Despite a U.S. ban on the export of helium under the Helium Control Act of 1927, the Germans designed the airship to use the far safer gas in the belief that they could convince the US government to license its export. When the designers learned that the National Munitions Control Board would refuse to lift the export ban, they were forced to re-engineer the Hindenburg to use hydrogen for lift. Despite the danger of using flammable hydrogen, no alternative lighter-than-air gases could provide sufficient lift. One beneficial side effect of employing hydrogen was that more passenger cabins could be added. The Germans' long history of flying hydrogen-filled passenger airships without a single injury or fatality engendered a widely held belief they had mastered the safe use of hydrogen. The Hindenburg's first season performance appeared to demonstrate this, however the airship was destroyed by fire 14 months later on May 6, 1937, at the end of the first North American transatlantic journey of its second season of service. Thirty-six people died in the accident, which occurred while landing at Lakehurst. This was the last of the great airship disasters; it was preceded by the crashes of the British R38 in 1921 (44 dead), the US airship Roma in 1922 (34 dead), the French Dixmude in 1923 (52 dead), the British R101 in 1930 (48 dead), and the US Akron in 1933 (73 dead).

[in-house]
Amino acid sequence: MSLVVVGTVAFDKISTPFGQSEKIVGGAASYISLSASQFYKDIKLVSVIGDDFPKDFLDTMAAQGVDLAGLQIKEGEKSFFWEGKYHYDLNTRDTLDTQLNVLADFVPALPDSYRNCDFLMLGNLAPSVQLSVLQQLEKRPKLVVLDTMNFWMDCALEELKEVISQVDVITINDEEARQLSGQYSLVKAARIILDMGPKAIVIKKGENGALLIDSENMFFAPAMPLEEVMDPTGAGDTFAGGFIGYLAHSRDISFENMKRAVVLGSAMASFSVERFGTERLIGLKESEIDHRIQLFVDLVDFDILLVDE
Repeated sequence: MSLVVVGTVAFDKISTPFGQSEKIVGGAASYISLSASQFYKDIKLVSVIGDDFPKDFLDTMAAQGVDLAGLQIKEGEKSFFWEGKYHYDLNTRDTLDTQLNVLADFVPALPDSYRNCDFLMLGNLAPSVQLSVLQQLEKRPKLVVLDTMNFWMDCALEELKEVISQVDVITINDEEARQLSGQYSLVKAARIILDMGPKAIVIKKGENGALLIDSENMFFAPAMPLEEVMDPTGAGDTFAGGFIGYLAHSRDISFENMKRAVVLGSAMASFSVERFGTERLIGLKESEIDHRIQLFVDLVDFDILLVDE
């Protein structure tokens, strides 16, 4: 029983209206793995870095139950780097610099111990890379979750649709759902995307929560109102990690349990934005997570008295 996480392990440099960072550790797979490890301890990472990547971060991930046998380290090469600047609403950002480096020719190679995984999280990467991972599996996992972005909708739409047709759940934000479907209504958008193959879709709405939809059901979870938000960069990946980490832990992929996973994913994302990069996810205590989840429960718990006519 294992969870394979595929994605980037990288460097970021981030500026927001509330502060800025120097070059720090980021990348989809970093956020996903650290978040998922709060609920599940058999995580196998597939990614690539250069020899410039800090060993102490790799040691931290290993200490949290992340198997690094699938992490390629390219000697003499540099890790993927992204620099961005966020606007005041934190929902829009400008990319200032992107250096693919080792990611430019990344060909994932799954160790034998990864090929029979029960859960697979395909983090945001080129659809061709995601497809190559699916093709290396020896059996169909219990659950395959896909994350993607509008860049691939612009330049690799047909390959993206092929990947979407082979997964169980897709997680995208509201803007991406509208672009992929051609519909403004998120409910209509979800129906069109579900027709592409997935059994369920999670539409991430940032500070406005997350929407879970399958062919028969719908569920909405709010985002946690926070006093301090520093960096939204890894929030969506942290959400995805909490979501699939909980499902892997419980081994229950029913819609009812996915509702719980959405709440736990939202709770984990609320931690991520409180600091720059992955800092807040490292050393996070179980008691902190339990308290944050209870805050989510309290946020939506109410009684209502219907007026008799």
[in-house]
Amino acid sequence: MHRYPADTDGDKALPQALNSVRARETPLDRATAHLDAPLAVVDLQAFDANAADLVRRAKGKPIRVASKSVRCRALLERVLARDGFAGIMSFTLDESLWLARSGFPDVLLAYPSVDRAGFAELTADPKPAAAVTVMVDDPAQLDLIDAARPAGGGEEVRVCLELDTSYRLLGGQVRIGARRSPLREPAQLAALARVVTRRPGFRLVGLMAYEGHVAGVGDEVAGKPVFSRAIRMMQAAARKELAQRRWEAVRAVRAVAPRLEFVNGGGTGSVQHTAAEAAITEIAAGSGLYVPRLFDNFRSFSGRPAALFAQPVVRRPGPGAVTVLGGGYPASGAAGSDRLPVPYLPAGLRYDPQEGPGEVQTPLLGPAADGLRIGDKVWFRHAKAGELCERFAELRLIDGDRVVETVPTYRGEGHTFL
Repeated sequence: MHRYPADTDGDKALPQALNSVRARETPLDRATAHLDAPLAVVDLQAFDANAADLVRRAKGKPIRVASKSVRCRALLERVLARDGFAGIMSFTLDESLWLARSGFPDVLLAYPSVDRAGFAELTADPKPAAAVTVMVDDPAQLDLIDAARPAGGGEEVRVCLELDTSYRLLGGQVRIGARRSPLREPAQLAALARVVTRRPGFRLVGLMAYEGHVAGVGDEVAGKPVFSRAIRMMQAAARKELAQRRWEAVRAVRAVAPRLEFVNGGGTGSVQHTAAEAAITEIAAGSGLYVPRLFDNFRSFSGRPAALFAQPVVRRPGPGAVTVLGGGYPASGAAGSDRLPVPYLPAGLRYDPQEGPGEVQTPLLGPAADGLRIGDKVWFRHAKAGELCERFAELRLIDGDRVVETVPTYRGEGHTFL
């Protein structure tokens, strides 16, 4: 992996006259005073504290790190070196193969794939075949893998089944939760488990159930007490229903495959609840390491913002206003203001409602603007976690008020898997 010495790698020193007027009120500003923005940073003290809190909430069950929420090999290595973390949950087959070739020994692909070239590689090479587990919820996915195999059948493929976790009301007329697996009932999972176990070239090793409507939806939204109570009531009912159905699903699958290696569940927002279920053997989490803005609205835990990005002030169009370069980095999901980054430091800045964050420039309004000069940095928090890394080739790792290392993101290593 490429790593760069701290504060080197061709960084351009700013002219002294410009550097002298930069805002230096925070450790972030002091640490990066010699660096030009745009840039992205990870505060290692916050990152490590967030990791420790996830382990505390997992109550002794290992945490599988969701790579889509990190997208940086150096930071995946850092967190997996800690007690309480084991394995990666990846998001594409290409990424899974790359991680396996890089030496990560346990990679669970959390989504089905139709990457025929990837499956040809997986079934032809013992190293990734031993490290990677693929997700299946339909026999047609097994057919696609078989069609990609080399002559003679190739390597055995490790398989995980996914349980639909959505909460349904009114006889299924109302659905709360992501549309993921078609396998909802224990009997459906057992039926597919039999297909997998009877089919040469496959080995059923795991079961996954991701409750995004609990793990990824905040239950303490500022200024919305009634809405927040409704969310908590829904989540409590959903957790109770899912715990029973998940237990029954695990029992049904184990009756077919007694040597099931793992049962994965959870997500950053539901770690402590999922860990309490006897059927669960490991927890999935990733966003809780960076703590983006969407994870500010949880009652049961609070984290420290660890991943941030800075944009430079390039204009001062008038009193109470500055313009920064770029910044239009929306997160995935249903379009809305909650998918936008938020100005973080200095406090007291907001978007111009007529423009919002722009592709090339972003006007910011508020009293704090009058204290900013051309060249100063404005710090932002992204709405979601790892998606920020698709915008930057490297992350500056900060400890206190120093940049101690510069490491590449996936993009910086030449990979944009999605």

For more information visit:-


Tuesday, 2 May 2017

Mice with missing lipid-modifying enzyme heal better after heart attack

Two immune responses are important for recovery after a heart attack - an acute inflammatory response that attracts leukocyte immune cells to remove dead tissue, followed by a resolving response that allows healing.

The human heart by Patrick J. Lynch, medical illustrator (Patrick J. Lynch, medical illustrator) [CC BY 2.5 (http://creativecommons.org/licenses/by/2.5)], via Wikimedia Commons